The year 1999 seems like an eternity ago now. The 996 was still box fresh, though Porsche took very little time to offer something special for customers wanting something a bit more focused. The GT3 brought a new, now familiar, badge to the range, adding sharpness for those wanting their 911 with a hint of homologation about it. It allowed Porsche to fulfil the wishes of the motorsport rule makers, creating a tangible link between road and track versions of the 911. Porsche’s answer with the GT3 wasn’t the usual lightened route it had taken with RSs, the GT3 actually heavier than its standard Carrera relation (by around 30kg).
The addition of a high-revving naturally aspirated, dry-sumped, 3.6-litre Mezger flat six, with its DNA directly traceable to Porsche’s GT1 endurance racer, arguably injected the GT3 with more credibility than thinner glass and lighter panels ever could – those lightweight bits, inevitably, coming with the return of the ‘RS’ sticker with the later Gen2 GT3 model. Arriving at RPM Technik and seeing a Gen1 996 waiting for me reminds me of the excitement when driving them new. A well-known car in Porsche circles (owned by car photographer Antony Fraser) say what you like about Pinky Lai’s interpretation of the 911 in 996 form, I have time for the flat flanks it presents. 996 deniers would do well to remember that early 911s did without shapely hips, the 996 very evocative of the earliest cars. Even with the aerodynamic addenda that demarks the GT3 (and a host of aero-kitted Carreras) it’s a compact car.
It’s dwarfed when someone parks a new Boxster alongside it! Sitting some 30mm lower on split-rim 18-inch alloys, behind which sits 13-inch ventilated and cross-drilled brakes pinched by four-piston aluminium calipers, the uninformed could miss its significance. Compared to later and current GT3s with their overt aero, the Gen1 GT3 is very pure, the rear wing’s only betrayal to its motorsport intent being the sharp-edged gurney flap on the lower portion’s trailing edge. Clambering in highlights how far Porsche has come with interiors.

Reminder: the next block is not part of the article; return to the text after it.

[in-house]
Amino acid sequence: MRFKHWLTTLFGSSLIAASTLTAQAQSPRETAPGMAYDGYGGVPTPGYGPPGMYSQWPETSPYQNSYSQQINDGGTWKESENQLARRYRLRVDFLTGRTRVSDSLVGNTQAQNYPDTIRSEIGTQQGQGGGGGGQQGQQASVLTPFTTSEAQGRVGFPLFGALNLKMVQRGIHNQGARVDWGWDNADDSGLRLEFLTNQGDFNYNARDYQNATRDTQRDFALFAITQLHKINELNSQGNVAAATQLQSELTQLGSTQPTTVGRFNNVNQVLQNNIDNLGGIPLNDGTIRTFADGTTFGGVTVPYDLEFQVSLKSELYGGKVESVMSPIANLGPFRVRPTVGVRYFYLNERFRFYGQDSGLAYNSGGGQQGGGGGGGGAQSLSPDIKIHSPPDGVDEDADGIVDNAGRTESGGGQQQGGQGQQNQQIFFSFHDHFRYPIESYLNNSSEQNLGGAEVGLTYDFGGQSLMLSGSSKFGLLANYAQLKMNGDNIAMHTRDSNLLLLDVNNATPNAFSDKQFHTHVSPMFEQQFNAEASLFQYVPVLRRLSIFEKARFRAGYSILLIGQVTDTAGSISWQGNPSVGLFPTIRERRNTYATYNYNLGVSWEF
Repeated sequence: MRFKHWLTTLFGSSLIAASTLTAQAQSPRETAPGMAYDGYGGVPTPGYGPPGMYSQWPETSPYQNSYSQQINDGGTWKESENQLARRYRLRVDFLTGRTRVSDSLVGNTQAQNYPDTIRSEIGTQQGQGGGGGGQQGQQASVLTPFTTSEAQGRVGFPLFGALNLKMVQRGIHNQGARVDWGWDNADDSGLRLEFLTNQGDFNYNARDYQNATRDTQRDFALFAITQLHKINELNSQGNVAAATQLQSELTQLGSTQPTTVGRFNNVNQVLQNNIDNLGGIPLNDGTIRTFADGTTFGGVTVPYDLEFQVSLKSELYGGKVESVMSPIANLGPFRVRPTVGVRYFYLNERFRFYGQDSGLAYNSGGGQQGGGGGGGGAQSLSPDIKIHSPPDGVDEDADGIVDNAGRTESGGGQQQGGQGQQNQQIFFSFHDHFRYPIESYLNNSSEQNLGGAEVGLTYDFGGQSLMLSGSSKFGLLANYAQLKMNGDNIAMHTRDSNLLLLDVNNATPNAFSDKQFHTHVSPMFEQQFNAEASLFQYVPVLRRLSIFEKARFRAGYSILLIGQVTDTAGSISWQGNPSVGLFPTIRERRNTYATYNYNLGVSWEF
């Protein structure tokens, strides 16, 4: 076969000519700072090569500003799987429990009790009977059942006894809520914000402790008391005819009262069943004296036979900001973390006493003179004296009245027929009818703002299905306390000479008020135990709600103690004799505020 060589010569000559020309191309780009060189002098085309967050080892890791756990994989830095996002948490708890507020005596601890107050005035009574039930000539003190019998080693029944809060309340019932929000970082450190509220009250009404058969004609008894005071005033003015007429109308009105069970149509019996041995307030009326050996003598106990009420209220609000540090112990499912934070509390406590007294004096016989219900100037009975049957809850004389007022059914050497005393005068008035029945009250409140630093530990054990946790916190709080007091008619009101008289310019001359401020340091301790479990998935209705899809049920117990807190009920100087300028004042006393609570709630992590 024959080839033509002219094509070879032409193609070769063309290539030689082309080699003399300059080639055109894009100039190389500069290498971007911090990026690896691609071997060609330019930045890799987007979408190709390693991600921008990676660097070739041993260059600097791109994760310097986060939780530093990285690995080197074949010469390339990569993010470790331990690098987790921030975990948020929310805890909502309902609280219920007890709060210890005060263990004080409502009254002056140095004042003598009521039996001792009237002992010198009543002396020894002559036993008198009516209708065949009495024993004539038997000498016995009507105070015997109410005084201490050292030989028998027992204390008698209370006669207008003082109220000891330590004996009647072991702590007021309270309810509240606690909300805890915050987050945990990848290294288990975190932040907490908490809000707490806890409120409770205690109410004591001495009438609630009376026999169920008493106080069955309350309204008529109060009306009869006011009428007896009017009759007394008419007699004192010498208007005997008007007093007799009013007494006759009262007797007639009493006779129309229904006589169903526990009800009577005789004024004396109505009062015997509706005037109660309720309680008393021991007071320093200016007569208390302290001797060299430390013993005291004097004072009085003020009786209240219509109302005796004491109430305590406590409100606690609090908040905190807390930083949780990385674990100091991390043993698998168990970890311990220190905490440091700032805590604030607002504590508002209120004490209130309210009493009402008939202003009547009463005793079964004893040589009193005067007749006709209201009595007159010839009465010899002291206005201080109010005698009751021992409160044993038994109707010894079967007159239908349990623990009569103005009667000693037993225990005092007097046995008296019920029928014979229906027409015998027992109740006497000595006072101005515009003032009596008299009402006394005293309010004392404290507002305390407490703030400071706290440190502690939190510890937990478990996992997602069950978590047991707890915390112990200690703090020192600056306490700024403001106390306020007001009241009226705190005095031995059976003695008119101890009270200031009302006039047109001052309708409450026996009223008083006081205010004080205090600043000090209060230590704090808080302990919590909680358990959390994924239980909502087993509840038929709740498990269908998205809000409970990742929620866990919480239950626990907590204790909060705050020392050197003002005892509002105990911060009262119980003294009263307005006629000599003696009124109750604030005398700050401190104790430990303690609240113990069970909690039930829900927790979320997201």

The 996’s cabin hasn’t aged particularly well, even if, fundamentally, it’s correct in its function. The steering wheel is pleasingly unadorned, the GT3’s dash and door cards shared with the standard Carreras, airbags and all, air conditioning and electric windows, too, with Porsche customers, however intent on engagement and speed, still appreciating such modern-day necessities.
Turning the key reveals immediately that Fraser’s car is not running as it left the factory; there’s a Cargraphic exhaust, which combined with a DMS remap, helps that 3.6-litre engine push out 403bhp, in comparison to the standard car’s 360bhp. The revisions don’t stop there; a racing flywheel and Sachs clutch, rose-jointed Rennsport control arms, Eibach springs and Bilstein dampers are among Fraser’s list of changes. The result is a GT3 closer in character to the car that followed it; more track based and – crucially – used. They were built for driving after all. It’s engaging, enjoyable and, despite its track pretensions, the suspension is supple, the performance sensational and the brakes never in question.
There’s the beautiful steering feel that’s apparent in all 996s, heightened by the GT3’s more aggressively set-up suspension. The engine is a free-revving masterpiece that’s as addictive in its acceleration as its note, remaining one of Porsche’s finest engines, mated to a six-speed manual that’s long been a highlight in the Porsche line-up. If the Gen1 car is GT3 genesis then Gen2 represents its first obvious evolutionary step. Visually, it’s a sharper looking GT3, the later cars, arriving early in 2003, benefitting enormously from the revised headlights that came with the Gen2 996, and the simpler looking but more aerodynamically effective rear wing.